# distance of camera lins from mirror.

• Mar 3rd 2008, 12:51 PM
rcmango
distance of camera lins from mirror.
You are trying to photograph a bird sitting on a tree branch, but a tall hedge is blocking your view. However, as the drawing shows, a plane mirror reflects light from the bird into your camera. If x = 3.0 m and y = 4.2 m in the drawing, for what distance must you set the focus of the camera lens in order to snap a sharp picture of the bird's image?
m

heres what it looks like: http://img125.imageshack.us/img125/1508/p2506altfk2.gif

to me it seems I could use trig to find the distance, correct?

its just, none of the distances that are given, I couldn't manipulate them to work for the problem.

• Mar 3rd 2008, 01:58 PM
CaptainBlack
Quote:

Originally Posted by rcmango
You are trying to photograph a bird sitting on a tree branch, but a tall hedge is blocking your view. However, as the drawing shows, a plane mirror reflects light from the bird into your camera. If x = 3.0 m and y = 4.2 m in the drawing, for what distance must you set the focus of the camera lens in order to snap a sharp picture of the bird's image?
m

heres what it looks like: http://img125.imageshack.us/img125/1508/p2506altfk2.gif

to me it seems I could use trig to find the distance, correct?

its just, none of the distances that are given, I couldn't manipulate them to work for the problem.

In the diagram add the image, which is $\displaystyle 2.1$m on the other side of the mirror
to the real bird. That gives you a right triangle with sides $\displaystyle x+2.1$ and $\displaystyle y$, the
hypotenuse is the distance to set the focus and so is:

$\displaystyle d=\sqrt{y^2+(x+2.1)^2}$

RonL
• Mar 3rd 2008, 02:14 PM
ath3na
homework guideance...
I looked at using trig and it looked uglybugly, good old fashioned plane geometry seemed to do the trick with minimal fuss...

I liked CaptainBlack's approach, very neat(Clapping)...but I wrote the following before I saw his reply(Doh)...and since it doesn't rely on knowing about imaginary images behind mirrors and uses different maths I thought I might still post it for it's two-pence worth...may help someone else...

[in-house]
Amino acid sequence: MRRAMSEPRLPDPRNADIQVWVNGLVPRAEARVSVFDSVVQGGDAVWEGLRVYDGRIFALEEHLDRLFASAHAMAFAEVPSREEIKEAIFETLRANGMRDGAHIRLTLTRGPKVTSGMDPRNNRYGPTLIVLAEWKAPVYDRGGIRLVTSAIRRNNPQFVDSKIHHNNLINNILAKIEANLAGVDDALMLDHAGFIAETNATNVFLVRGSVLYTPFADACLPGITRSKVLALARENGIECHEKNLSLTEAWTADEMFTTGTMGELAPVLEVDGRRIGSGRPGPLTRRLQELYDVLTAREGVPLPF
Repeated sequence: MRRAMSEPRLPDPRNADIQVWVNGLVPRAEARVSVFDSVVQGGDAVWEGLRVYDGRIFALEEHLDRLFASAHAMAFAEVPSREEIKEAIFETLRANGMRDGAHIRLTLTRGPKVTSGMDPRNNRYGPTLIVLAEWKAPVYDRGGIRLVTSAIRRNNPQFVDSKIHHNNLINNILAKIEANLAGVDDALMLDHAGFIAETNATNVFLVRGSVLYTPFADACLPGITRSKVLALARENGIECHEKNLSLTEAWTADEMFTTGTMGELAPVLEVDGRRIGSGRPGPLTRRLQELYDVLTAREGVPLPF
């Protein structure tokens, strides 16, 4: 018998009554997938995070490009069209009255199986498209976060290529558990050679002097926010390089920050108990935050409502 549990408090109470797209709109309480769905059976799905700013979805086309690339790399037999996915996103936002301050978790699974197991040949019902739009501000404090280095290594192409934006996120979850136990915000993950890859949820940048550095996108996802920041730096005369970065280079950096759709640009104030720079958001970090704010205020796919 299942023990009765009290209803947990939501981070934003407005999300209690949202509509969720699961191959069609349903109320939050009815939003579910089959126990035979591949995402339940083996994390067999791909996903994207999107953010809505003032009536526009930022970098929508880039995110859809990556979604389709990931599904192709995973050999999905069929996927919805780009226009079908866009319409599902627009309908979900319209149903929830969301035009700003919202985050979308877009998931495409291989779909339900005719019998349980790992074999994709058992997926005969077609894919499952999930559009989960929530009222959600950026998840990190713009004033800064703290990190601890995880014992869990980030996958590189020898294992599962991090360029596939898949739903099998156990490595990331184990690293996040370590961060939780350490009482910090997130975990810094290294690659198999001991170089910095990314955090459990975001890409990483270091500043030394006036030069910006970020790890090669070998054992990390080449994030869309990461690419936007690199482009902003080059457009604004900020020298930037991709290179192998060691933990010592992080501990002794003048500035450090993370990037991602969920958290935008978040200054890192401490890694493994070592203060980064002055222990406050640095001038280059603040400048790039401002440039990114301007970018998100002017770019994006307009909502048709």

Angle of incidence = angle of reflection, from this you have two similar right-angle triangles, one with sides x and part of mirror, the other with side 2.1m and other part of mirror. The two sides along the mirror add up to y (4.2m), the distance you are looking for is the sum of the hypotenuses of these two similar right-angle triangles.

Remember that for similar triangles all lengths of the similar sides are proportional by the same constant; so find the proportionality for the sides perpendicular to the mirror (this is easy because both are given), use this constant to find the lengths of the sides on the mirror (this is now easy, just substitute either side into the formula that says they both add to y=4.2m). You should now have one of the lengths of the hypotenuse, you get the other using your similar triangles scale factor, then you add them.

Having calculated the sharpest focus the bird will inevitably have moved! See if you can now do the same thing but leave x and y undetermined so that you get a formula which works for any value of x and y you plug in (maybe even for arbitrary distance of bird from mirror)....

Alternatively, give up maths and buy and auto-focus camera...but then how would you get a grasp on the most powerful language mankind has ever known???(Cool)
• Mar 3rd 2008, 02:44 PM
Soroban
Hello, rcmango!

Edit: Captain Black's is brilliant!
I totally forgot about that "reflection trick' . . . (*kick self*)

Quote:

You are trying to photograph a bird sitting on a tree branch,
but a tall hedge is blocking your view.
However, as the drawing shows, a plane mirror reflects light from the bird into your camera.
If x = 3.0 m and y = 4.2 m, for what distance must you set the focus of the camera lens
in order to snap a sharp picture of the bird's image?

We can solve this without trig . . .
Code:

          E  2.1  D       + - * - - - * . . . :    *    | . . . :      *  | a . . . :        * | . . . :          * C . 4.2 :        * | . . . :      *  | . . . :    *    | 4.2-a . . . :  *      | . . . : *        | . . . * - - - - - * . . . A    3.0    B

Note that: .$\displaystyle \Delta CDE \sim \Delta CBA$

. . Hence: .$\displaystyle \frac{a}{2.1} \:=\:\frac{4.2-a}{3}\quad\Rightarrow\quad a\:=\:\frac{147}{85}\;\;{\color{blue}[1]}$

The distance is: .$\displaystyle AC + CE \;=\;\sqrt{(4.2-a)^2 + 3^2}+ \sqrt{a^2+ 2.1^2}\;\;{\color{blue}][2]}$

I'll let you substitute [1] into [2] . . .

• Mar 3rd 2008, 06:10 PM
rcmango
Yes, that is how I remember it, there is a distance that is known, then you subtract the unknown distance from it, and then solve for the unknown variable. I like setting problems up that way, appreciate the nice diagram to.

Also, I really appreciate all the extra help i got for this problem, i can see whats going on from different views. Awesome job. Thankyou.